At 1.15 pm on Tuesday 18th May I was finishing work at my desk before going into church for prayer at 1.30 and mass at 2.00 pm. After mass I would be back in the house and ready for the phone consultation at 4.00 pm from the hospital. Over the months these phone conversations had gone well, every one reassuring for the two main specialists and their teams. It was good and steady progress since I came out of hospital in late July 2020.
The phone went. Kath from the hospital. “Hello, Kath” I said, “I thought our consultation was at four o’clock.” “Fr John” she said, “your bloods are not good. We need you in hospital immediately. Can you come now?”
I explained the people were waiting for me in church I would not want to let them down. She understood – and told me to come immediately after mass. I was emotional at mass but told nobody. I knew they would hear from my voice there was something wrong but I could not risk telling them. I knew this might be my last mass at St Joseph’s, in the quiet of an early Tuesday afternoon.
It was cancer. Glimpses of it last year when I was in hospital in July, but only to be aware of. Other factors were more urgent but puzzling, my body seeming to be imploding. I had never been ill before 2020 so I did not know how to be. Just a few rugby injuries had meant my being in hospital during the course of my life but I had always been blessed with good health. I was now being told the cancer had suddenly flared.
My ten days (18th-28th May) now were as happy and fulfilling as last year’s ten days. Wonderful caring and encouraging staff, kept fully up-to-date with all the details, and was invited to be part of two research projects. It would be a privilege, I told the doctors. I had had a wonderfully happy life for 86 years and to be able to help others would be a privilege. I had no reservations, I agreed unconditionally and was glad to help. Just a couple of questions I had: I loved serving God’s people in whatever way I could. Best way to help the research teams, I was told, was to carry on as usual.
I loved leading pilgrimages to Rome, Lourdes, Malta, Assisi, Italian Lakes, Padua and Venice. Shouldn’t be a problem, they said, and they would certainly support my obtaining travel insurance.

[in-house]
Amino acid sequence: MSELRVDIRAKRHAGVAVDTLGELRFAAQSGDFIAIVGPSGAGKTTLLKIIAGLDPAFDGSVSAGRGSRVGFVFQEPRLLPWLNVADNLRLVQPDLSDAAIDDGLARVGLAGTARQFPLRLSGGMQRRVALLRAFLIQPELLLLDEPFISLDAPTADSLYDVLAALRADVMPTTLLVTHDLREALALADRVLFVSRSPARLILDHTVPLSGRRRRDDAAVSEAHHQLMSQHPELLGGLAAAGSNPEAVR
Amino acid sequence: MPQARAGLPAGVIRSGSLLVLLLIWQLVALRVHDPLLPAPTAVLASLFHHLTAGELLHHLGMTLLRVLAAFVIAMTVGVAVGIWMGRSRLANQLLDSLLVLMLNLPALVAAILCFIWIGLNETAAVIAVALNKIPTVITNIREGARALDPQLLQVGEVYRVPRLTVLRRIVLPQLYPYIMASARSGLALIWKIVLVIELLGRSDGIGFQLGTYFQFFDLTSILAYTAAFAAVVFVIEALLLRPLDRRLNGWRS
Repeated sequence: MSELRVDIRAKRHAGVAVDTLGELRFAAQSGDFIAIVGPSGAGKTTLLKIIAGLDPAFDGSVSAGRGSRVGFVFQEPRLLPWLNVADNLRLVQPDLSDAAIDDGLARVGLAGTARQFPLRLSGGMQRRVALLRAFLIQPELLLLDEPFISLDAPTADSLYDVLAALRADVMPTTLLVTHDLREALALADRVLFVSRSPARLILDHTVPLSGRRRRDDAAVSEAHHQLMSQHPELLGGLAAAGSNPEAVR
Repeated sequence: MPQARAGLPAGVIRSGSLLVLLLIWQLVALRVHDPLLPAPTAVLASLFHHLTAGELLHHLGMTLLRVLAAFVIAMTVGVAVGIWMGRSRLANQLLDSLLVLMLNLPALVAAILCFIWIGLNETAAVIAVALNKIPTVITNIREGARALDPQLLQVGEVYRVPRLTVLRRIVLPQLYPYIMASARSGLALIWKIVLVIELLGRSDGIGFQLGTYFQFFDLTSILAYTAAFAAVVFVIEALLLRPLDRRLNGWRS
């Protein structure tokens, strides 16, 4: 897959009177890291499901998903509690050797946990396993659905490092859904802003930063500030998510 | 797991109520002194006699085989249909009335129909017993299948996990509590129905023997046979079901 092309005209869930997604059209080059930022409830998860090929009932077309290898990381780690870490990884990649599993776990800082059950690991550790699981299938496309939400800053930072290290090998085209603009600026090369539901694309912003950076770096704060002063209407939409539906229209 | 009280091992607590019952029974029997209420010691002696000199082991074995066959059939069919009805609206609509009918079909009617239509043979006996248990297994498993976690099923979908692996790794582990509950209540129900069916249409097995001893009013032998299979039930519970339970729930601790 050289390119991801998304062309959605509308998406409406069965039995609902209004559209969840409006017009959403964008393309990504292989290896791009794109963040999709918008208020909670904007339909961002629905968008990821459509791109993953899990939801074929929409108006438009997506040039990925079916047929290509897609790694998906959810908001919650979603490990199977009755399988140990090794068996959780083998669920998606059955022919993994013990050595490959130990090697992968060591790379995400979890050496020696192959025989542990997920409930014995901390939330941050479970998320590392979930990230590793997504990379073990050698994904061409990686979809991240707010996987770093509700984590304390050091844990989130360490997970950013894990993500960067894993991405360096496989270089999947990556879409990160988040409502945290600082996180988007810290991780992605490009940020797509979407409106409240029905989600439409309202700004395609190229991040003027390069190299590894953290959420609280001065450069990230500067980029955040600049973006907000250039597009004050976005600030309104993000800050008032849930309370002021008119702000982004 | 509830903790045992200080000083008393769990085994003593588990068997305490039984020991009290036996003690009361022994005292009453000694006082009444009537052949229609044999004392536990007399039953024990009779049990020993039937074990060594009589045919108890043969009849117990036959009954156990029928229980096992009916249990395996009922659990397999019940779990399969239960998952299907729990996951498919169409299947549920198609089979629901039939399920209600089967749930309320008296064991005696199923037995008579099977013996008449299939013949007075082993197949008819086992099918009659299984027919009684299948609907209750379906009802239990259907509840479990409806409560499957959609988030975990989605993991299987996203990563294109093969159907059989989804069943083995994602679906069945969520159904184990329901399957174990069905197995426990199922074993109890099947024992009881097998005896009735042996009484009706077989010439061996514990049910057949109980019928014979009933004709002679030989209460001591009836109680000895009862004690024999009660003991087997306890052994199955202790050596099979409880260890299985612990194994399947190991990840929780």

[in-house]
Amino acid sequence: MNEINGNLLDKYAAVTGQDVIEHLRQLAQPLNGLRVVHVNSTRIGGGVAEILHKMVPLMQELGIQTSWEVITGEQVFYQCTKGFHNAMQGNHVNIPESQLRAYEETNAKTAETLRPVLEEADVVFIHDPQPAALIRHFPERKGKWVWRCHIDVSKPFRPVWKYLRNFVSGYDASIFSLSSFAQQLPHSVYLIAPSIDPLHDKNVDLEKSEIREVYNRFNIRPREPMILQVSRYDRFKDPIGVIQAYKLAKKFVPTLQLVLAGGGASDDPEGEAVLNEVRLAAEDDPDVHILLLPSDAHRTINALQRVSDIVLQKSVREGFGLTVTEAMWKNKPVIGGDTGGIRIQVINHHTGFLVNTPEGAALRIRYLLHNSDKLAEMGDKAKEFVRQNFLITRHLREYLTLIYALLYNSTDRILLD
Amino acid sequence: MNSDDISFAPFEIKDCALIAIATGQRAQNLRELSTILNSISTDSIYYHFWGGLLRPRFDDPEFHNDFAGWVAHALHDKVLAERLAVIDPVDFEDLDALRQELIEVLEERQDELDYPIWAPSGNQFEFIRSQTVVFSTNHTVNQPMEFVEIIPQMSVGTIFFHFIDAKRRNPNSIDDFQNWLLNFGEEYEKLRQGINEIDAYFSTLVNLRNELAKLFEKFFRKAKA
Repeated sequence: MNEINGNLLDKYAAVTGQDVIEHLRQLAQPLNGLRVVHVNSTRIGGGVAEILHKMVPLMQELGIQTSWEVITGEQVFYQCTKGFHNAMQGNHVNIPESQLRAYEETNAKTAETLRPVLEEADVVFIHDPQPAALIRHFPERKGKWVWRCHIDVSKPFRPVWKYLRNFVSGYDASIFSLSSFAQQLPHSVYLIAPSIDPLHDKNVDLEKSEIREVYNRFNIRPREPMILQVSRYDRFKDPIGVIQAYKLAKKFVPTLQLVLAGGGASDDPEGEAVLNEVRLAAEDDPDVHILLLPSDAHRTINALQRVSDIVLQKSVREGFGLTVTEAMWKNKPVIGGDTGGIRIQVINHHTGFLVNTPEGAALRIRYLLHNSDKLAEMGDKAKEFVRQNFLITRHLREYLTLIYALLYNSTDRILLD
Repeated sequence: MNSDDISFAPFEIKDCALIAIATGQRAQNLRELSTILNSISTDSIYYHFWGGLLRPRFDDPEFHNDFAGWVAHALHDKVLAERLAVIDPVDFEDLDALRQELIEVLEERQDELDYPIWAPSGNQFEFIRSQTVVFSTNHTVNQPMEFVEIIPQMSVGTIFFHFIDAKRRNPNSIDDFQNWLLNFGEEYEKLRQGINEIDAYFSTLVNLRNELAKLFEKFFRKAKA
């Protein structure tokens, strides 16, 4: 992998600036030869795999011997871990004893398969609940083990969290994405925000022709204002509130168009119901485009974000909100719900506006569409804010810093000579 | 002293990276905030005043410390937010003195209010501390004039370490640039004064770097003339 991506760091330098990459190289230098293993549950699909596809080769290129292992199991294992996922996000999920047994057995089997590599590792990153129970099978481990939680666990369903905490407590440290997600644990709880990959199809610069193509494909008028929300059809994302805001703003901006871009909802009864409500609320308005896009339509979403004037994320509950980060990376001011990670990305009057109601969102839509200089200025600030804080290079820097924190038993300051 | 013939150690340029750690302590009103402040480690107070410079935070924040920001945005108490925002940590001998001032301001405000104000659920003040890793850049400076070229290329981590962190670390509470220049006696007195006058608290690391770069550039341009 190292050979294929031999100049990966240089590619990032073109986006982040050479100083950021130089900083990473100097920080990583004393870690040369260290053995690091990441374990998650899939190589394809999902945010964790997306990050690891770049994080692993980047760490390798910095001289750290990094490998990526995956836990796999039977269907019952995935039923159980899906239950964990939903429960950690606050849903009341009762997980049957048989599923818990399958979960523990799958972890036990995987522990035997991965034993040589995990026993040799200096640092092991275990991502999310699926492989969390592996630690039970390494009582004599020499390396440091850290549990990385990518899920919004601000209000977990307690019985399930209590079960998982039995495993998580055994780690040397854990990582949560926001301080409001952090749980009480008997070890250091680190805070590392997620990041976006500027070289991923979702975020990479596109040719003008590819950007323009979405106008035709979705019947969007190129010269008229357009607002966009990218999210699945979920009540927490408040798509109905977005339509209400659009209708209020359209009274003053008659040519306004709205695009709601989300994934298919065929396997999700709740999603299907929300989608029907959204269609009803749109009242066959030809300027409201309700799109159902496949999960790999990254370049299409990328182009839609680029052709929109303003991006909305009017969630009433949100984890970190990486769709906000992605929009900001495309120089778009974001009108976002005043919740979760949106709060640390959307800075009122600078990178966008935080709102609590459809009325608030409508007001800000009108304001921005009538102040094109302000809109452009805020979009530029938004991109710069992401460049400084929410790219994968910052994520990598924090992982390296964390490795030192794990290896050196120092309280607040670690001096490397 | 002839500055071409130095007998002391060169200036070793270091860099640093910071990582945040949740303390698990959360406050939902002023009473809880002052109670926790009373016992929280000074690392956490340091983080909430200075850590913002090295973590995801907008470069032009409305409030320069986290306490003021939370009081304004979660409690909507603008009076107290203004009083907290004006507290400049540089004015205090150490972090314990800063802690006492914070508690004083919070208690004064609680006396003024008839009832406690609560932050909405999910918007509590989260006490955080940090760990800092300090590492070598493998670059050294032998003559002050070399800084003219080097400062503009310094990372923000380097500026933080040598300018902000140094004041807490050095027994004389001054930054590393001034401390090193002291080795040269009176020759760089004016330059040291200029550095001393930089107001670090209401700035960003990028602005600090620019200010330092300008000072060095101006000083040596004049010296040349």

I was completely at peace and surrendered myself to God (we are good friends, though I tell God much more should be done for the many who suffer under the rotten and amoral political leaders who seek and hold on to power: local, tribal, religious, political, dictatorial, and ruin our beautiful world into poverty and hunger and gulags and concentration camps and refugees and exiles – when we know we have enough for everyone if only we would learn how to share), but I still surrender to God. I always have.
And God blesses me with you. My prayer in hospital was all thanksgiving, there were moments of new understanding (even at 86!), wonderful glimpses of memory from down the years that carry eternity within them. One quiet moment in memory that gave me a glimpse of eternity (I’ll tell you another time) and a sudden understanding of holding you all together in my rosary because you were holding me! I “saw” my life as a beautiful gift from you and God. You and your love have made me who I am. A wonderful moment. God smiled “You are beginning to understand.” I knew.
A wonderful ten days were completed yesterday evening and I came home. I am home and blessed. I’ve just had a delicious breakfast and am now in the prayer room. I am totally spoiled – but God knows how much I want to share all I have been given. I shall be shown and it will be through you I shall know: that rosary moment quietly showed me.
I’ll phone Alison now to dictate this (she is working on the newsletter) and then I shall go again to prayer, taking you with me.
God bless you,
(30th May 2021)